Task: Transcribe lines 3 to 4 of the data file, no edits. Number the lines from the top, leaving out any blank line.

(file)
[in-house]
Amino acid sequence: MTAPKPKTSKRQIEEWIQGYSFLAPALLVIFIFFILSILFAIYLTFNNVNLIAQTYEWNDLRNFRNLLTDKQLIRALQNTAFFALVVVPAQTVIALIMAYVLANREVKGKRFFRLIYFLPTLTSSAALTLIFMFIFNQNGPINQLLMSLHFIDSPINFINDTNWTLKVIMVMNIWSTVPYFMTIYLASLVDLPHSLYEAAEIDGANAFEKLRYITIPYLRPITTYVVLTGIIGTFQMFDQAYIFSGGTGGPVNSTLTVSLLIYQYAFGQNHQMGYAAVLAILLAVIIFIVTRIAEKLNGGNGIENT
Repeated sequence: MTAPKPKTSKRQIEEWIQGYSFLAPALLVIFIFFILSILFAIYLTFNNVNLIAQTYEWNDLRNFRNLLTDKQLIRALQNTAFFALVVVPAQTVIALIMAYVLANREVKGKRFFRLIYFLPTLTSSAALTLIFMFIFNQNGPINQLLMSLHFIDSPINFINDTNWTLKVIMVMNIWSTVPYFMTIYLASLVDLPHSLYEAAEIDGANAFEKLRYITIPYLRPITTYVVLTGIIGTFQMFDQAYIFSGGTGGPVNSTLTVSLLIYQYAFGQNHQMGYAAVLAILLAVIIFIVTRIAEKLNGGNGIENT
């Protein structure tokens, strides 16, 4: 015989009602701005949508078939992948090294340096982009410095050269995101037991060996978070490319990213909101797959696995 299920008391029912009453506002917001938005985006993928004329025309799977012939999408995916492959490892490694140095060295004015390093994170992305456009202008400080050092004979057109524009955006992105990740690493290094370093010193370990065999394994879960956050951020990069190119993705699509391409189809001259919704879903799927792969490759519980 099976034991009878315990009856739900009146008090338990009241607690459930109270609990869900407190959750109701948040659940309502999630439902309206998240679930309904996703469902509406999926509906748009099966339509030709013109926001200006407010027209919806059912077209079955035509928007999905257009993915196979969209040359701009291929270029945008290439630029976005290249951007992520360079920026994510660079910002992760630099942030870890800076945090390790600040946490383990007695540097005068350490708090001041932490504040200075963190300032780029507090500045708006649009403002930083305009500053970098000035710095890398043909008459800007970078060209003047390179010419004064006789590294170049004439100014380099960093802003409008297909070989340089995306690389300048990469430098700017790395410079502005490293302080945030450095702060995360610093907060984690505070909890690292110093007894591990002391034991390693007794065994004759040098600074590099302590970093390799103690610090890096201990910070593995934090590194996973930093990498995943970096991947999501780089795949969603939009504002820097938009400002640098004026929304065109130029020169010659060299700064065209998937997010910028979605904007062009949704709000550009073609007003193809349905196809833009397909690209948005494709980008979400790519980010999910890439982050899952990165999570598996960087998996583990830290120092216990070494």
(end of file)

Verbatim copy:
Repeated sequence: MTAPKPKTSKRQIEEWIQGYSFLAPALLVIFIFFILSILFAIYLTFNNVNLIAQTYEWNDLRNFRNLLTDKQLIRALQNTAFFALVVVPAQTVIALIMAYVLANREVKGKRFFRLIYFLPTLTSSAALTLIFMFIFNQNGPINQLLMSLHFIDSPINFINDTNWTLKVIMVMNIWSTVPYFMTIYLASLVDLPHSLYEAAEIDGANAFEKLRYITIPYLRPITTYVVLTGIIGTFQMFDQAYIFSGGTGGPVNSTLTVSLLIYQYAFGQNHQMGYAAVLAILLAVIIFIVTRIAEKLNGGNGIENT
């Protein structure tokens, strides 16, 4: 015989009602701005949508078939992948090294340096982009410095050269995101037991060996978070490319990213909101797959696995 299920008391029912009453506002917001938005985006993928004329025309799977012939999408995916492959490892490694140095060295004015390093994170992305456009202008400080050092004979057109524009955006992105990740690493290094370093010193370990065999394994879960956050951020990069190119993705699509391409189809001259919704879903799927792969490759519980 099976034991009878315990009856739900009146008090338990009241607690459930109270609990869900407190959750109701948040659940309502999630439902309206998240679930309904996703469902509406999926509906748009099966339509030709013109926001200006407010027209919806059912077209079955035509928007999905257009993915196979969209040359701009291929270029945008290439630029976005290249951007992520360079920026994510660079910002992760630099942030870890800076945090390790600040946490383990007695540097005068350490708090001041932490504040200075963190300032780029507090500045708006649009403002930083305009500053970098000035710095890398043909008459800007970078060209003047390179010419004064006789590294170049004439100014380099960093802003409008297909070989340089995306690389300048990469430098700017790395410079502005490293302080945030450095702060995360610093907060984690505070909890690292110093007894591990002391034991390693007794065994004759040098600074590099302590970093390799103690610090890096201990910070593995934090590194996973930093990498995943970096991947999501780089795949969603939009504002820097938009400002640098004026929304065109130029020169010659060299700064065209998937997010910028979605904007062009949704709000550009073609007003193809349905196809833009397909690209948005494709980008979400790519980010999910890439982050899952990165999570598996960087998996583990830290120092216990070494």